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  • The observed glucose intolerance and elevated fasting

    2022-06-23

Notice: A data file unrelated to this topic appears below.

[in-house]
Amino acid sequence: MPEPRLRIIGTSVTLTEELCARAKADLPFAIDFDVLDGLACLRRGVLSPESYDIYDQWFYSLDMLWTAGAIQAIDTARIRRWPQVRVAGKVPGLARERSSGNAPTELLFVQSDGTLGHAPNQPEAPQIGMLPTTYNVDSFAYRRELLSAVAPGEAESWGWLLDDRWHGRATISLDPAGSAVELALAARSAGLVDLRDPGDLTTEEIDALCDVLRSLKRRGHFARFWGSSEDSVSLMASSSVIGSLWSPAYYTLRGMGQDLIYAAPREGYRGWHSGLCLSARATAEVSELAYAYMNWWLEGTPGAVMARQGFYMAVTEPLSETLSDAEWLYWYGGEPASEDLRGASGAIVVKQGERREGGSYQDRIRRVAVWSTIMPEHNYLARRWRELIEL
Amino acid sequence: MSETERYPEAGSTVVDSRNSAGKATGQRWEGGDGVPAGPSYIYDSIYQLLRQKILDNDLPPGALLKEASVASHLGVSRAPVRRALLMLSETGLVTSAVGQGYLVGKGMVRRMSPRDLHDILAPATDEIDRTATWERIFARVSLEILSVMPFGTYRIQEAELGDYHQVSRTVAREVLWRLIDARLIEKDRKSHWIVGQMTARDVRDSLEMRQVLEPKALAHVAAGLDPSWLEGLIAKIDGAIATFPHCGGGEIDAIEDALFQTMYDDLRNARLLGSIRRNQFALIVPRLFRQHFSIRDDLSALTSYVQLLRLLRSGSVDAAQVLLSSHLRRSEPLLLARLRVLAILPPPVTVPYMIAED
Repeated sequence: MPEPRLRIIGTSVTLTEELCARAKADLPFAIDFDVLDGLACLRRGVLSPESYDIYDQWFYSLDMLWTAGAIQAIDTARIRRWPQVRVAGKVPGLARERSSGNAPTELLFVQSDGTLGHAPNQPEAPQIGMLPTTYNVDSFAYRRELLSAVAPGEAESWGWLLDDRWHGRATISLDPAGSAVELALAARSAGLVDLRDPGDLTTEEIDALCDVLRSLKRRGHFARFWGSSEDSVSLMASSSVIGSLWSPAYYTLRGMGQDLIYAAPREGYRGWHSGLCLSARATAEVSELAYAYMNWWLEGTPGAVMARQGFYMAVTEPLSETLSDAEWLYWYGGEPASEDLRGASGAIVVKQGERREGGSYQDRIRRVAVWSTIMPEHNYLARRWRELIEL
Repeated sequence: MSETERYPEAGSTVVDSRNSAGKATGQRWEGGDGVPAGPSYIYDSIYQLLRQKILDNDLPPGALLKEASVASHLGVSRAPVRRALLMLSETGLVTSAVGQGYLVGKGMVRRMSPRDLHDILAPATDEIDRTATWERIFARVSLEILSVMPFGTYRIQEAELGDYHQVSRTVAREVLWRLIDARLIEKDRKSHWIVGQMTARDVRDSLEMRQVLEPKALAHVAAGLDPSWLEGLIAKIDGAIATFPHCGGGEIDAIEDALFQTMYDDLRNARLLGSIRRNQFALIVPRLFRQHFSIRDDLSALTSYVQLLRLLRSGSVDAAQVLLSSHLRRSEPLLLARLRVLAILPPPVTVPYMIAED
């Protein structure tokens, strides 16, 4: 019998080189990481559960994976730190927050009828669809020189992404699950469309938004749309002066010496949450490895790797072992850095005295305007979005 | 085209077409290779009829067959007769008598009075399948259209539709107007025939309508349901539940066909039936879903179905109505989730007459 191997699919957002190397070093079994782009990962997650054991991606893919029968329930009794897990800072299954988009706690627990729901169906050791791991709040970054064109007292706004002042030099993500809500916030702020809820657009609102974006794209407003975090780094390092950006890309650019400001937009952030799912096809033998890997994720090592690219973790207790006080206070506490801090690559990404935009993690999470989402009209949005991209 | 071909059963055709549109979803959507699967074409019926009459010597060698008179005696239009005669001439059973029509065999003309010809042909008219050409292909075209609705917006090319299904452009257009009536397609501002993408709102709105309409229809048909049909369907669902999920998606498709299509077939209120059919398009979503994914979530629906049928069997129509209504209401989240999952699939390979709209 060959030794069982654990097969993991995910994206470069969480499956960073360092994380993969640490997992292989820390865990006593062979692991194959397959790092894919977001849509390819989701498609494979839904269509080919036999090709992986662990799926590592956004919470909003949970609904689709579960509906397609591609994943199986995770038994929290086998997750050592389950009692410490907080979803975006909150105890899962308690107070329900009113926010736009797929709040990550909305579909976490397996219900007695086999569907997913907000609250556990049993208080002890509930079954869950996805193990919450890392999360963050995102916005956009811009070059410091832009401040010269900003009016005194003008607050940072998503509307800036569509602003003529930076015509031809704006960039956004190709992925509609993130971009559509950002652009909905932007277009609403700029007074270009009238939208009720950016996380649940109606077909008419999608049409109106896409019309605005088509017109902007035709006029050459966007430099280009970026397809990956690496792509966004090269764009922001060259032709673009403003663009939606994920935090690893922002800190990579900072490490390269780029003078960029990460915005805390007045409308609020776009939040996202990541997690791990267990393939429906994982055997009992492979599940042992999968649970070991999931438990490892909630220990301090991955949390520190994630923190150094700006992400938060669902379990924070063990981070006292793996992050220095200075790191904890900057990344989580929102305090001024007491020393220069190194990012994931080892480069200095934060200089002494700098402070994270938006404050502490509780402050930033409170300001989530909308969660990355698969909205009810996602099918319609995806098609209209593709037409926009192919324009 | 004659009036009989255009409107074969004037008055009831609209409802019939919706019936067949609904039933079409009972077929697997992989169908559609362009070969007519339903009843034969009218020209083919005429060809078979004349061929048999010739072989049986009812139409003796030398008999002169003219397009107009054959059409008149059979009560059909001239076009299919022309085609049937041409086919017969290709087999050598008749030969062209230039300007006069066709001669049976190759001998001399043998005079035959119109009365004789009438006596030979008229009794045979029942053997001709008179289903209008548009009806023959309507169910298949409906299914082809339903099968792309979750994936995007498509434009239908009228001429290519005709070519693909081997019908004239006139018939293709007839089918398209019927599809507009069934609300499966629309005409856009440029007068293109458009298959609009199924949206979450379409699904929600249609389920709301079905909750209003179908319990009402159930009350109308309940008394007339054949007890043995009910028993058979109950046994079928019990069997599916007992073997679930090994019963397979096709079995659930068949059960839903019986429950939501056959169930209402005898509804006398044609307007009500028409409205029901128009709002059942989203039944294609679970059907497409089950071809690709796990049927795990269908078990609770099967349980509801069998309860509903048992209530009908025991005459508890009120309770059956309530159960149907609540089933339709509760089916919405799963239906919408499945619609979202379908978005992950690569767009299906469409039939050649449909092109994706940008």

The observed glucose intolerance and elevated fasting blood glucose in this study is in consonance with earlier study (Ferris and Kahn, 2012). These have been the common features of GC exposure and are not unexpected. Previous researches that reported IR during GC exposure have shown controversy concerning insulinemia. Insulin level can be decreased (Jeong et al., 2001) or increased (Protzek et al., 2016) or unaltered (Quarta et al., 2017) during GC treatment, however, our finding in this study shows that GC exposure during late gestation led to hyperinsulinemia that is associated with impaired pancreatic β-cell function. However, various reports exists that hyperinsulinemia elicit inflammation and elevate levels of markers of oxidative stress (Paneni et al., 2013) which is in line with the findings of GC-induced systemic and hepatic oxidative stress and inflammation in the present study. Hepatic inflammation was further confirmed microscopically by histology (Fig. 7). In essence, this present study suggests that the resulting IR induced by GC exposure in pregnancy is associated with compensatory hyperinsulinemia and impaired pancreatic β-cell function. However, as it has been shown in other studies, it is noteworthy that the predominant mechanism responsible for glucose intolerance induced by GC is associated with increased hepatic glucose output, reduced glucose uptake by insulin-responsive tissues (skeletal muscles and adipose tissue) and an impaired disposition index; the proper insulin secretion to match with the reduced peripheral insulin sensitivity (Rafacho et al., 2014; Pasieka and Rafacho, 2016). Evidence exist that hyperuricemia has been reported in individuals with CMD and it is an independent predictor of CVD such as stroke and myocardial infarction (Chaudhary et al., 2013). Also, there are evidences showing the association between elevated uric Trimidox and IR (Krishnan et al., 2012). IR can individually result in inflammation and similarly, there are reports that elevated uric acid also has pro-inflammatory effects that interfere with glucose uptake in skeletal muscles and peripheral tissues (Zoccali et al., 2006). However, hyperuricaemia induces vascular inflammation by increasing reactive oxidative species production which in turn lowers nitric oxide concentrations in endothelial cells (Gersch et al., 2008) or by directly reducing endothelial nitric oxide bioavailability in humans as well as in in vitro and in vivo animal studies (Kang et al., 2005; Khosla et al., 2005). Importantly, it is known that nitric oxide generated by endothelial cells plays a major role in the maintenance of vascular homeostasis and reports have shown that reduction in nitric oxide bioavailability which occurs during IR (Muniyappa and Sowers, 2013) and oxidative stress conditions (Khosla et al., 2005) promotes vascular inflammation and atherosclerosis. Hence, the findings of the present study that gestational GC exposure resulted in elevated oxidative stress levels, increased pro-inflammatory biomarkers such as hyperuricaemia, and reduced nitric oxide is of utmost importance suggesting the increased risk of developing vascular inflammation and endothelial dysfunction. Also, our data from this study indicate that gestational GC exposure altered hematological and hemorheological parameters, however reports exist that altered blood rheological markers are associated with atherosclerosis and CVD (Tzoulaki et al., 2007). Also, the platelet to lymphocyte ratio (PLR) has been recently reported to be a reliable marker of inflammation and resulting atherothrombotic CVD events (Koseoglu et al., 2015). Hence, the findings in this present study that gestational GC exposure caused altered hematological markers that are associated with increased blood viscosity. Interestingly, in the current study is that gestational GC exposure led to increased endoglin that is associated with impaired glucose homeostasis. The finding of La Sala and coworkers that hyperglycemia upregulates endoglin expression and release in diabetes (La Sala et al., 2015), further corroborate the report of the current study and suggest a connection between endoglin and glucose homeostasis. Although, endoglin is required for normal angiogenesis during foetal development as endoglin null embryos die at 10–11.5 days due to vascular and cardiac abnormalities (Arthur et al., 2000; Li et al., 2003). Several studies have reported elevated endoglin in numerous vascular pathological events, including active site of inflamed tissues, atherosclerosis, in response to arterial injury (Sánchez-Elsner et al., 2002), in wound healing (Torsney et al., 2002), preeclampsia, systemic sclerosis or tumor angiogenesis (Ten Dijke et al., 2008; Wipff et al., 2008) and endometriosis (Fujishita et al., 1999). Several published studies have reported that endoglin negatively regulates TGF-β-mediated signalling in quiescent endothelium (Lebrin et al., 2004) and is involved in endothelial proliferation in response to an injury (Lopez-Novoa and Bernabeu, 2010) and in the inflammation (Rossi et al., 2013).